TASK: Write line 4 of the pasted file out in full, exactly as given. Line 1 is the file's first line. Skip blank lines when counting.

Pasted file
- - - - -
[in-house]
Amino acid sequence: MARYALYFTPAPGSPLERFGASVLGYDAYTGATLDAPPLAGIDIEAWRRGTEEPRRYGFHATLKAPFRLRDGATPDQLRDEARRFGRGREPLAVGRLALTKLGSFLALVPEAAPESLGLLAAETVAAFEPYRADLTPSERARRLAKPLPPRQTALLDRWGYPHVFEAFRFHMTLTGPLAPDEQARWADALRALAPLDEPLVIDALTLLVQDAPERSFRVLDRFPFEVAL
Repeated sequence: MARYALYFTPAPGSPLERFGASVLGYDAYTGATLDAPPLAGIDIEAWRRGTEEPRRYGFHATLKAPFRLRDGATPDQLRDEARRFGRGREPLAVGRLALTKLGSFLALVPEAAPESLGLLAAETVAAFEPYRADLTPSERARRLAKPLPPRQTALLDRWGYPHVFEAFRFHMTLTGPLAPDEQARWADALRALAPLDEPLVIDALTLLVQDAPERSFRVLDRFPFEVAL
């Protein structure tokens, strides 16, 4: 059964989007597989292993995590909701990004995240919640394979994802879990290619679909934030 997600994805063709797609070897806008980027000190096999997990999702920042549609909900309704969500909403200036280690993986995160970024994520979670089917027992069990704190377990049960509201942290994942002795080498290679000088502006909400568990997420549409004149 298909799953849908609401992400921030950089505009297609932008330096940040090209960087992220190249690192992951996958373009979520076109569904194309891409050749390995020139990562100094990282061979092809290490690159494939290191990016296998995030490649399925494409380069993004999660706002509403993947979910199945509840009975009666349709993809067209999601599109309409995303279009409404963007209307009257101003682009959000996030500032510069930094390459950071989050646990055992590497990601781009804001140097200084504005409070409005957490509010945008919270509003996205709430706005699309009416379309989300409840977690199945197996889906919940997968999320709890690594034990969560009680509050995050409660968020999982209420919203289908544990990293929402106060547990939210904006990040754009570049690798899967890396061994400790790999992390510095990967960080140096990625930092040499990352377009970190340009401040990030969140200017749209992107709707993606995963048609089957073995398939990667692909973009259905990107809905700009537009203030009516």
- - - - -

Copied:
């Protein structure tokens, strides 16, 4: 059964989007597989292993995590909701990004995240919640394979994802879990290619679909934030 997600994805063709797609070897806008980027000190096999997990999702920042549609909900309704969500909403200036280690993986995160970024994520979670089917027992069990704190377990049960509201942290994942002795080498290679000088502006909400568990997420549409004149 298909799953849908609401992400921030950089505009297609932008330096940040090209960087992220190249690192992951996958373009979520076109569904194309891409050749390995020139990562100094990282061979092809290490690159494939290191990016296998995030490649399925494409380069993004999660706002509403993947979910199945509840009975009666349709993809067209999601599109309409995303279009409404963007209307009257101003682009959000996030500032510069930094390459950071989050646990055992590497990601781009804001140097200084504005409070409005957490509010945008919270509003996205709430706005699309009416379309989300409840977690199945197996889906919940997968999320709890690594034990969560009680509050995050409660968020999982209420919203289908544990990293929402106060547990939210904006990040754009570049690798899967890396061994400790790999992390510095990967960080140096990625930092040499990352377009970190340009401040990030969140200017749209992107709707993606995963048609089957073995398939990667692909973009259905990107809905700009537009203030009516």